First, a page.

In this project we present a qualitative analysis of the motion of a
hydroplane racing boat like the one shown in the image above. In this model we will
focus only on its forward movement and will ignore any pitching, rolling and movement in
other directions. The model is constructed using the basic force balancing
equation. In particular, the total force is equal to the thrust generated by
the motor minus the drag due to water and air resistance. This gives the
where \(v\) is the velocity, \(m\) is the mass and \(T(v)\) and \(W(v)\) are functions describing the thrust and drag respectively.
We will assume that the thrust is constant i.e. \(T(v) = T.\) On the other hand, the drag should be zero at zero velocity and initially increase with increasing velocity. However, because the boat rises in the water as \(v\) increases, the amount of water per unit surface area decreases and thus the drag will decrease for larger velocities. As \(v\) is increased still further the drag will again increase due primarily to higher air resistance. In other words, the graph of the function \(W(v)\) is qualitatively cubic in shape.
In the exercises that follow you will examine the consequences of this drag assumption on the motion of the hydroplane. All velocities are given in hundreds of kilometers per hour.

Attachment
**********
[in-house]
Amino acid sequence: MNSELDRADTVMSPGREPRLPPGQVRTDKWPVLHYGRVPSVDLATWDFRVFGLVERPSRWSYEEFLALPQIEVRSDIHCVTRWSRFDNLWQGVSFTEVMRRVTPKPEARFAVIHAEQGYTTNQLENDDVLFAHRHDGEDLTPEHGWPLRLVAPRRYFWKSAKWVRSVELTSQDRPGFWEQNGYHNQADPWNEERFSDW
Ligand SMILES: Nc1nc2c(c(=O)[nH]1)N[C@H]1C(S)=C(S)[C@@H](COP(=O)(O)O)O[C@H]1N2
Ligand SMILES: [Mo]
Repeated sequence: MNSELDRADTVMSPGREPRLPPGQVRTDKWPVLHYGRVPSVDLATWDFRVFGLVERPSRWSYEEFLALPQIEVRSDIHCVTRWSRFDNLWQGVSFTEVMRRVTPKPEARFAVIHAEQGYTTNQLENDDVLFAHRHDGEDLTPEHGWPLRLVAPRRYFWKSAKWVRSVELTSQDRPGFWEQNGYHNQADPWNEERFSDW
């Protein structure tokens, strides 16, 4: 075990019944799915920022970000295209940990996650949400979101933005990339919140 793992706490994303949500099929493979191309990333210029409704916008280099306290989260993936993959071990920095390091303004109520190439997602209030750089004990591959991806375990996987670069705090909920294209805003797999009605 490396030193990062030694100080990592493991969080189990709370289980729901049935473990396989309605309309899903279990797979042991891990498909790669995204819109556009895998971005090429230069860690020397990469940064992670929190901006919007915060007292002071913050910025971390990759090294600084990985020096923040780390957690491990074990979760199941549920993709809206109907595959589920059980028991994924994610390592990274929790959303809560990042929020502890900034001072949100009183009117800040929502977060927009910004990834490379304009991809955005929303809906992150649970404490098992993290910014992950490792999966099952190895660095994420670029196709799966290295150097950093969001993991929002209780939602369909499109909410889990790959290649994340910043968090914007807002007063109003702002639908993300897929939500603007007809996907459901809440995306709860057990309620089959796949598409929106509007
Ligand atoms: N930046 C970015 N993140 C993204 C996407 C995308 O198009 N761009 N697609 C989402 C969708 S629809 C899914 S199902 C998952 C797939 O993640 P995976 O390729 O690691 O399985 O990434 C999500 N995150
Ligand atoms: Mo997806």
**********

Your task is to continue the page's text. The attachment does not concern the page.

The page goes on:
Problem 1. The assumption that the thrust T is constant gives the differential equation \[mv'=T-W(v).\]
Show that the critical points of this differential equation are given by \(T = W(v).\) The plot below shows \(v\) on the horizontal axis and \(T\) on the vertical axis. The yellow curve is the collection of critical points for various values of \(v\). Use this applet to describe the equilibrium velocities for various values of T. In particular, how and why does the equilibrium velocity depend on the initial velocity?
mv' &= T - W(v)\\
Problem 2. Suppose the hydroplane is initially at rest so that \(T(0)=0.\) What happens as the thrust \(T\) is slowly increased to a high value of \(T\)? To investigate this situation we use an additional differential equation to describe the changing thrust. In particular, let's assume that the rate of change of thrust is constant so we get the system of differential equations
where \(a\) is a constant (In the applet below \(a=0.07\). Use the applet to explain this phenomenon. The curve for \(W(v)\) is included, to help you understand.
Now suppose that instead of slowly pushing the throttle in
as for the last problem, we just apply full thrust from the
start. Explain the shape of the the velocity curve during
the acceleration period, as depicted below. Select the value
of the constant full thrust using the slider.
Problem 4. Now that the hydroplane is up to speed the driver must bring the boat to a stop after passing the finish line. In other words, the equation is now effectively \[mv' = -0.07t-W(v).\] By changing the sign of a in Problem 2, describe how the velocity changes as the thrust is decreased.
for mathematical applications. There are
illustrating how we might use interactive web objects to
help students learn Calculus.